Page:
"Buenos dias, Hermosa" She whispered to me over the phone.
I grin without trying and ask her when her flight leaves. She replies in a few hours. I reply,
Our call ends.
Los Angeles will be clocking 90 degrees today, so my phone tells me. From my bed, the morning sun pours in and the sky is crystal clear. The makings of a perfect day. It will be perfect.
It had been a long night. What started out as a welcome home get together had quickly turned into a full-blown party. Not that she minded spending time with his friends. They had all been deployed for quite a long time. But looking at Chris from across the room, she didn't know how much longer she'd be able to keep her composure. She had been celibate his entire deployment but now that he was home, her panties were feeling a bit like a chastity belt that's time had come to be removed.
I had joined the Navy shortly after graduation. We were headed home to port after an extended cruise, my last as I was due for rotation to shore-duty and from there to an honorable discharge six month's later. Still several days away before we docked, I'd received a telegram from my mother. The fact she'd sent a telegram rather than a letter told me it was urgent. Worried, I quickly opened it the moment I'd received it, and laughed. Good old mom.
Karl stared at the phone in his hand after flipping it closed. "Well this might be an interesting trip home after all," was the statement he made to the air in his empty living room. He had just finished up a three hour long, catch-up conversation with someone from his past. Someone he had shared more than just a dorm room and later a frat house double with at college. Much more. Much, much more.
You are finally coming into town. You said for business, but I don't care what the reason, I am just glad to finally see you. I race to meet you at the restaurant. There are butterflies in my stomach. We have chatted and talked on the phone for so long now. So much flirting and longing to be with you. When I arrive at the restaurant, I see your truck is already there, and I start to feel a little better. When I get inside, I scan the room for you, and see you stand up and motion me over to your table. You've been keeping an eye out for me and you smile as I get close to the table.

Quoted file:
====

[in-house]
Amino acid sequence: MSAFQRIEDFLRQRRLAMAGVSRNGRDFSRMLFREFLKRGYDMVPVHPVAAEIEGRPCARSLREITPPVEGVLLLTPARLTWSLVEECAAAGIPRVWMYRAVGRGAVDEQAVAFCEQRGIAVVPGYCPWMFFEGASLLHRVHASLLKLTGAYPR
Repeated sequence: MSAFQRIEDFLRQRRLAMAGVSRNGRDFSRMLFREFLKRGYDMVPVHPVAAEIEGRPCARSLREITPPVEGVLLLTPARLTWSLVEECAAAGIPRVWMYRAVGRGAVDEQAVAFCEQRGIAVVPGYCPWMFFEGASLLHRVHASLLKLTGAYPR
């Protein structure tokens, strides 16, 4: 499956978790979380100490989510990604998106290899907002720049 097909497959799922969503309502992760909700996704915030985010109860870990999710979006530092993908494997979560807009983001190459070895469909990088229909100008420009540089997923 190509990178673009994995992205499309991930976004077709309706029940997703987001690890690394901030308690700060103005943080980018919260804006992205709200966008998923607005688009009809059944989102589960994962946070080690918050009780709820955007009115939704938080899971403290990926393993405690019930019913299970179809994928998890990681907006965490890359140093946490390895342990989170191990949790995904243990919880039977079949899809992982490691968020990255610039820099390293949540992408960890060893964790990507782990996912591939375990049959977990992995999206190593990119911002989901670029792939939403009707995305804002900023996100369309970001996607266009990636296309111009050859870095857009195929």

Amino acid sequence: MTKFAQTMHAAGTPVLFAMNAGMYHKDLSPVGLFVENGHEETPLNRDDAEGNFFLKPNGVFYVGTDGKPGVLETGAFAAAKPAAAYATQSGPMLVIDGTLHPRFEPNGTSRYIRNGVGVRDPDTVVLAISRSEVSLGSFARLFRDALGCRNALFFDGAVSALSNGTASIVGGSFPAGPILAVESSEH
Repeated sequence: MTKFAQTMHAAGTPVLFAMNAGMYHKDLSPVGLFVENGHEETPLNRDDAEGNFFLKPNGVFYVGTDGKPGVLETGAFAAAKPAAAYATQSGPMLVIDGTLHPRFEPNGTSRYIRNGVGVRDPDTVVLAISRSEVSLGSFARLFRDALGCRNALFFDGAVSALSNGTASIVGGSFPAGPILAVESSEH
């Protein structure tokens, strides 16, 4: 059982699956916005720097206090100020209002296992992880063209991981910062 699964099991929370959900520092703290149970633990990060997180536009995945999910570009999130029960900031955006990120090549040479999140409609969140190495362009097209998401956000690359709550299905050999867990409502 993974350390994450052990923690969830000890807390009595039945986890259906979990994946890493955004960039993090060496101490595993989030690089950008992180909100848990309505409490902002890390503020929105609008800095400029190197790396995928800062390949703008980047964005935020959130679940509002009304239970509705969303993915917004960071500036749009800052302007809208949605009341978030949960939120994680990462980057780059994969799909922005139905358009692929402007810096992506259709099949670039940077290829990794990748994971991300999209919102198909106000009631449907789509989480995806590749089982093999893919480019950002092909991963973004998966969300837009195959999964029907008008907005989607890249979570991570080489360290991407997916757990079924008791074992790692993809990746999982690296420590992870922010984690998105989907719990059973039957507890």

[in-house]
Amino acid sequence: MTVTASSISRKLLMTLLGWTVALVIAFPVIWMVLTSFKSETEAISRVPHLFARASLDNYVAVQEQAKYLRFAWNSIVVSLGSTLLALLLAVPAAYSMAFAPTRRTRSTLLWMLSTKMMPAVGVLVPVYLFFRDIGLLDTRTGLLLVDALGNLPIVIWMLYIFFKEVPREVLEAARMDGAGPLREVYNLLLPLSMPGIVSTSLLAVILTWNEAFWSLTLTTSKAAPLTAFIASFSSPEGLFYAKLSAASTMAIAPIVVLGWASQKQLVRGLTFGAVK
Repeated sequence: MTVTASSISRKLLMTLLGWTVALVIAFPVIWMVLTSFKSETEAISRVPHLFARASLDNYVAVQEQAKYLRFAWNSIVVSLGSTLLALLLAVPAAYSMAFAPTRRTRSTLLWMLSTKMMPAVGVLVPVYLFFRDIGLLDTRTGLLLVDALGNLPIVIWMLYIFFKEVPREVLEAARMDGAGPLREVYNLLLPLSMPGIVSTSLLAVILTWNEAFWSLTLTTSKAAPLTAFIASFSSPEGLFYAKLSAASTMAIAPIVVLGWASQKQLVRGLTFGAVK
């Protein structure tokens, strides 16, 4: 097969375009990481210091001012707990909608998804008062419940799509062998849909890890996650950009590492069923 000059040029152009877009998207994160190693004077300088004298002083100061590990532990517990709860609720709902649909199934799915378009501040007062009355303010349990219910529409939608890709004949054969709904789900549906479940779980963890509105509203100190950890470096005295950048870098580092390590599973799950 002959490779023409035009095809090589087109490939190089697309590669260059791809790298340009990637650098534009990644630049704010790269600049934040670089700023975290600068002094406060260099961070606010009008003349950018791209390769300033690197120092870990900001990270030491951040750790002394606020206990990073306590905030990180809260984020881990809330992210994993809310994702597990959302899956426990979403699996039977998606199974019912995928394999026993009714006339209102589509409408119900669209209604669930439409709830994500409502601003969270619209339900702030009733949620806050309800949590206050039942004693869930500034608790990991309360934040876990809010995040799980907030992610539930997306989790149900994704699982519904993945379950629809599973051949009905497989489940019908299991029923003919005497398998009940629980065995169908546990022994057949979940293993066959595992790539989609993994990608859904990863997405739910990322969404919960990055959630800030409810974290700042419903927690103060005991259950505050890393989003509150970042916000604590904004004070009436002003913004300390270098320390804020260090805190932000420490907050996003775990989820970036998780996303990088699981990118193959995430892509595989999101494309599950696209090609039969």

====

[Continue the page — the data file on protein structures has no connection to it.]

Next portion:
I turned and smiled. I expected to see at least a couple of my old teachers when I decided to stop by my old high school, but I was still surprised to see Mrs. Ross standing there. What was even more amazing was that she looked just as hot as I remembered.
It had been two months since I moved back, and I still didn't feel any more at home. I had lived on the estate several years ago, but that was when my grandfather and uncle were still alive, when we still had live-in servants, when I was still a teenager. It was different now, with the reality of adulthood coming a little too quickly, the mansion and grounds now a lonely responsibility.
My stomach was churning and a headache was starting to form just above my eyes. Nearly 20 years later, that building still gave me fits of trepidation:
Bradford James High School; home of the Fighting Navajos.
Of course, here's a tip for the people that name schools and figure out the mascot names: think like a high school kid. Going to school at Bradford James and being called the Navajos is a problem when you're always referred to as the "B J Hoes" by the other schools and kids.
Lori was my very first girlfriend. I loved her.
It began in Grade Six. Lori's mum was Thai, so she had inherited an exotic skin tone and face. She wasn't ultra petite, like her mum, so guess she got that from her dad.
Lori was by far the prettiest girl in school. I tried several times to ask her out, to a movie or whatever qualified as a date at that young age, but she wasn't interested. We were good friends, and she wanted to stay that way. Like I said, she was a girl, and she was my friend. In my mind we were together, but somehow, she never got that memo.
Let me start by saying that I am always willing to step up and admit when I've made a mistake. I also hate being wrong so I have a tendency to avoid situations where those words "I was wrong" would have to escape my mouth. That said, the phrase "This is stupid," kind of became my mantra as my minivan sped along the nearly deserted roads to the lake. It was too late to turn back so I let those cursed words roll around in the back of my mouth.